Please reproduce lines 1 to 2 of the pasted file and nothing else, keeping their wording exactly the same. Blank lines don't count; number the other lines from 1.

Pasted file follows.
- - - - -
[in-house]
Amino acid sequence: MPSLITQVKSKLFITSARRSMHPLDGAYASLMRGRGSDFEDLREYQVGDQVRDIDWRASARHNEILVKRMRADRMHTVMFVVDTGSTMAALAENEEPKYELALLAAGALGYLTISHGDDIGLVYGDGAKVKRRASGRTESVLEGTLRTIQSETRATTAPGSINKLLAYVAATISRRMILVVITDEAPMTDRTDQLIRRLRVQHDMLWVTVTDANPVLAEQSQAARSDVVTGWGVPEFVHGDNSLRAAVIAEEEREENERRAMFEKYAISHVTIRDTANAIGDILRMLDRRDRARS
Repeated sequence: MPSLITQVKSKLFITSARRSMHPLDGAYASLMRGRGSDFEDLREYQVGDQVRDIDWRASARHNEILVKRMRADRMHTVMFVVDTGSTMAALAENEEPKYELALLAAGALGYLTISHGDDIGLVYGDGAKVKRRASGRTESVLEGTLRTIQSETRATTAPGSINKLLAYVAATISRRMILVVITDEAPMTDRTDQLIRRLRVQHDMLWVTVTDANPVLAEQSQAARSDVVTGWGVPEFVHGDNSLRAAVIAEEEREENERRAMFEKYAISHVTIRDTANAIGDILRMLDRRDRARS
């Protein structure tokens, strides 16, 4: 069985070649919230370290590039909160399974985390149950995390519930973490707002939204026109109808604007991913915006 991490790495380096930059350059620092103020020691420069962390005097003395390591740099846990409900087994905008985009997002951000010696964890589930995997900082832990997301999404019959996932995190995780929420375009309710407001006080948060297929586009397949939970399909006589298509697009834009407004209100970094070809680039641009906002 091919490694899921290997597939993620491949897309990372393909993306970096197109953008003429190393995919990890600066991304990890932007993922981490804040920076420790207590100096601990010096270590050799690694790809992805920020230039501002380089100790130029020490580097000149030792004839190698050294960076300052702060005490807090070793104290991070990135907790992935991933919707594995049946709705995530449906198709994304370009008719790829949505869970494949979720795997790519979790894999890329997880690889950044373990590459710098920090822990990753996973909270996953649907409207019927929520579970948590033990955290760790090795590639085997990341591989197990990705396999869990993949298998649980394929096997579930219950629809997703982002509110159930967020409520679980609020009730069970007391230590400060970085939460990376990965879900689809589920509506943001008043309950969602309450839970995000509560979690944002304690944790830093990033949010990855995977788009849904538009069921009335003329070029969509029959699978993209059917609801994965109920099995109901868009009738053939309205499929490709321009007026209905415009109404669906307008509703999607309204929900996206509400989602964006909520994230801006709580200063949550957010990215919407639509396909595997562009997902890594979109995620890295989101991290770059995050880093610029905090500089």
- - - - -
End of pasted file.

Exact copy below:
[in-house]
Amino acid sequence: MPSLITQVKSKLFITSARRSMHPLDGAYASLMRGRGSDFEDLREYQVGDQVRDIDWRASARHNEILVKRMRADRMHTVMFVVDTGSTMAALAENEEPKYELALLAAGALGYLTISHGDDIGLVYGDGAKVKRRASGRTESVLEGTLRTIQSETRATTAPGSINKLLAYVAATISRRMILVVITDEAPMTDRTDQLIRRLRVQHDMLWVTVTDANPVLAEQSQAARSDVVTGWGVPEFVHGDNSLRAAVIAEEEREENERRAMFEKYAISHVTIRDTANAIGDILRMLDRRDRARS